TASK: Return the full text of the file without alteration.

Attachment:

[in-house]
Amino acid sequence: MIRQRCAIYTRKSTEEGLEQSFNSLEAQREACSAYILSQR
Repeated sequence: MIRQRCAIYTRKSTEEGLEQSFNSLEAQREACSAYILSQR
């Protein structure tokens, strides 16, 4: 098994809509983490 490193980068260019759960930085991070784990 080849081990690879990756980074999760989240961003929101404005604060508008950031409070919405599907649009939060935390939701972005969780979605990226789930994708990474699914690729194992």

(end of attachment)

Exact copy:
[in-house]
Amino acid sequence: MIRQRCAIYTRKSTEEGLEQSFNSLEAQREACSAYILSQR
Repeated sequence: MIRQRCAIYTRKSTEEGLEQSFNSLEAQREACSAYILSQR
């Protein structure tokens, strides 16, 4: 098994809509983490 490193980068260019759960930085991070784990 080849081990690879990756980074999760989240961003929101404005604060508008950031409070919405599907649009939060935390939701972005969780979605990226789930994708990474699914690729194992």